With spring semester starting today, I decided to take a look back at my most epic summer of baseball touring to date, which began with a bang in Boston, Massachusetts. Fenway Park has been at the top of my must-see list for years, and it was surreal to see the dream finally come to fruition this summer. I was like a kid in a candy shop on the morning of the game when we first saw the stadium and began our tour. At the start of the tour, we sat behind home plate to watch some of batting practice and then were able to come down on the field. On the field we were able to catch a glimpse of Cleveland Indians radio broadcaster Tom Hamilton, one of the best in the business and my absolute favorite. Hamilton was chatting with Boston manager John Farrel and managed a wave as we were passing by.
After that, we were ushered up to the Green Monster where we watched more batting practice. Watching batting practice from the Green Monster was probably the coolest baseball experience I have ever had. From the time I was a child, I always dreamed about sitting on the Green Monster and even wrote a letter about it in high school. Although it was just for batting practice, it still gave me chills. After our tour, we left the stadium and enjoyed a sausage on Yawkey Way. We reentered in time to watch the Indians in batting practice where we caught a David Murphy home run and then were thrown a ball by Indians reliever Cody Allen. The game hadn’t even started, and yet I was the happiest girl in the world.
My favorite stadiums are the ones brimming with history and tradition. Fenway Park definitely fits under that category as it is the oldest Major League Baseball stadium still in use, and it maintains the same character and features synonymous with the Boston Red Sox. Just the atmosphere around the stadium is addicting and enough to bring a smile to the face of any baseball fan. How could the thousands of fans invested in and so passionate about their team and the traditions the team represents not warm your heart?
Getting the Ball Rolling
The narrative of Fenway Park begins in 1911 when Red Sox owner John I. Taylor purchased a plot of land in “The Fens” of Boston to be the site of his new stadium. Construction for the stadium began in September of 1911 and took less than a year to complete. The first official game at Fenway Park was played on April 20, 1912 against the New York Highlanders (Yankees) and the new stadium proved to be good luck as the Red Sox went on to win the World Series that season.
Since its inception, Fenway Park has hosted baseball, football, hockey, and even concerts. Countless memories have been made at the stadium by players, and fans alike.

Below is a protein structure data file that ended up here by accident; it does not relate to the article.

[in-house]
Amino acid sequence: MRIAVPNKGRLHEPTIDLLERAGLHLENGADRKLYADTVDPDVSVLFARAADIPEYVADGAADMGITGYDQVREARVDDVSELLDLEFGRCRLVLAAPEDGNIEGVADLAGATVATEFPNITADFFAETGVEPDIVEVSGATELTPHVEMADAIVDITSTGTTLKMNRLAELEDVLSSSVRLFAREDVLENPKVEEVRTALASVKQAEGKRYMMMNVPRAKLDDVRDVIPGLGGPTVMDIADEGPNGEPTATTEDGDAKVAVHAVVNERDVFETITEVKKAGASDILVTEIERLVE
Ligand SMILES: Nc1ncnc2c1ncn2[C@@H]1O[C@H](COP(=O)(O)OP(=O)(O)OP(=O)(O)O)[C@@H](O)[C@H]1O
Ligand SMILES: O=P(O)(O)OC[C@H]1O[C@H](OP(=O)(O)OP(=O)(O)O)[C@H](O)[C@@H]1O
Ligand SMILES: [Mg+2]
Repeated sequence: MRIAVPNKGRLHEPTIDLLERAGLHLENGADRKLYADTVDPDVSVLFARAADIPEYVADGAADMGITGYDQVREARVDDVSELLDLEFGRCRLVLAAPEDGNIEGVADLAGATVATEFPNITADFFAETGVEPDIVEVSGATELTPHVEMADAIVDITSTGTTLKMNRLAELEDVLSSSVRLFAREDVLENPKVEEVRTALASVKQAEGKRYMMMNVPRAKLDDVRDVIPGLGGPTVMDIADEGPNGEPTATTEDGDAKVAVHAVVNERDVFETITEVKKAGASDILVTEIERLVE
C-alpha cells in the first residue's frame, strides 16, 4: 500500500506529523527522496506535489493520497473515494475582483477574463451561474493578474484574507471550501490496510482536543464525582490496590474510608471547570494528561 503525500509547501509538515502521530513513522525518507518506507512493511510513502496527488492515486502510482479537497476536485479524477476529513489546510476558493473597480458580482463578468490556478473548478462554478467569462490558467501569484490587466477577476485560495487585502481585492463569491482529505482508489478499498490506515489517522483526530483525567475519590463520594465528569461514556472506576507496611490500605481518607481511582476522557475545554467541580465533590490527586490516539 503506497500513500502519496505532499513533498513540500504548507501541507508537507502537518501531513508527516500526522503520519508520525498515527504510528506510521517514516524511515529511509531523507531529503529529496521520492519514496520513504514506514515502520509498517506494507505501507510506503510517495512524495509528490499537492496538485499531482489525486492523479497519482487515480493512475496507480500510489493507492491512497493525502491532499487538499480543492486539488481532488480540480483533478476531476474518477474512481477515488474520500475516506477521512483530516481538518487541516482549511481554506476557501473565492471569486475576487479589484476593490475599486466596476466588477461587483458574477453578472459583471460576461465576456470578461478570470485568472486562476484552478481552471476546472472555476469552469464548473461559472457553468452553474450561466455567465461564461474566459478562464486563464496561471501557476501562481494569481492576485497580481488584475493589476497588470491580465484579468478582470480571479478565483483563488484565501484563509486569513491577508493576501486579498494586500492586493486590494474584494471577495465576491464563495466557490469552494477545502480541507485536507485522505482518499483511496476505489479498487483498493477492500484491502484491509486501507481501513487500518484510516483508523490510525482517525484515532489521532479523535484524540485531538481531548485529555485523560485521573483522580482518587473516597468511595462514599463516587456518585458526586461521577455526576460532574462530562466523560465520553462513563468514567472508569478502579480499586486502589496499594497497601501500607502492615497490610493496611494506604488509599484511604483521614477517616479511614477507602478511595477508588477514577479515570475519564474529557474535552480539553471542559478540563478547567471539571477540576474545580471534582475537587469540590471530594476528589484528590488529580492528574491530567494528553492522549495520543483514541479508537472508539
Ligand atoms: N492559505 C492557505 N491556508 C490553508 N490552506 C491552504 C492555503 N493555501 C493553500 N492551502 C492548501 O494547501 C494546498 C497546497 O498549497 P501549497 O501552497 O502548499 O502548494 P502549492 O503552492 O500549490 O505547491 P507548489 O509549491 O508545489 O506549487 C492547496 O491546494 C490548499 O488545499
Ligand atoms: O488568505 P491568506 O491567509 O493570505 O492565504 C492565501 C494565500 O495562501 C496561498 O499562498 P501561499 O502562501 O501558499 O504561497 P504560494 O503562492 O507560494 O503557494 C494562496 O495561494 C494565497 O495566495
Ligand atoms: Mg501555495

The Lone Red Seat
In the right field bleachers, 502 feet from home plate, lies the lone red seat. This seat, Section 42, Row 32, Seat 21, represents the longest home run ever hit at Fenway Park. The home run was hit by Ted Williams on June 9, 1946 and landed on the head of a fan. The seat was painted red to sit among the sea of green seats, commemorating this unrivaled feat.
The fan who was hit in the head by Williams’ blast, Joseph Boucher, was quoted as saying: “How far away must one sit to be safe in this park? I didn’t even get the ball. They say it bounced a dozen rows higher, but after it hit my head, I was no longer interested. I couldn’t see the ball. Nobody could. The sun was right in our eyes. All we could do was duck. I’m glad I did not stand up.”
The Green Monster
Looming at a height of 37.167 feet, stretching 231 feet across left field, 310 to 315 feet away from home plate, is the Green Monster, possibly the most iconic image of Fenway Park. Although today we know it as the Green Monster, it had neither the name nor color at onset.
When the stadium was built in 1912, “the wall” as it was referred to, was made out of wood and meant to block the view of people outside the stadium who had not paid for admission to the game. In 1934, the wall received a face-lift as the wooden fence was replaced with a concrete-and-tin wall. The Green Monster as we know it today, was born in 1947 when the advertisements were scraped off the wall and swapped for green paint. In 1975, the final change was made when a hard plastic took over for the tin.
The shortest outfield distance in Major League Baseball finds its home at Fenway Park, in the form of Pesky’s Pole. Standing 302 feet from home plate, the right-field foul pole still presents a challenge for hitters as the fence sharply curves away from the pole. Pesky’s Pole was named after John Pesky, a long-time Red Sox short-stop and coach, who hit a number of his six home runs at Fenway Park around the pole. On Pesky’s 87th birthday, September 27 2006, the Red Sox officially dedicated the pole as Pesky’s Pole and placed a commemorative plaque to its base.
To date, this trip and stadium remains one of my favorites. Not only does Fenway Park ooze with tradition, but all of Boston holds numerous jewels of American history. Not to mention the delicious authentic Bostonian cuisine. There’s just something about Fenway Park, an aura that beckons you inside, causing you to never want to leave. Once you’ve tasted what its atmosphere is like, you can’t stop counting down the days until you can return.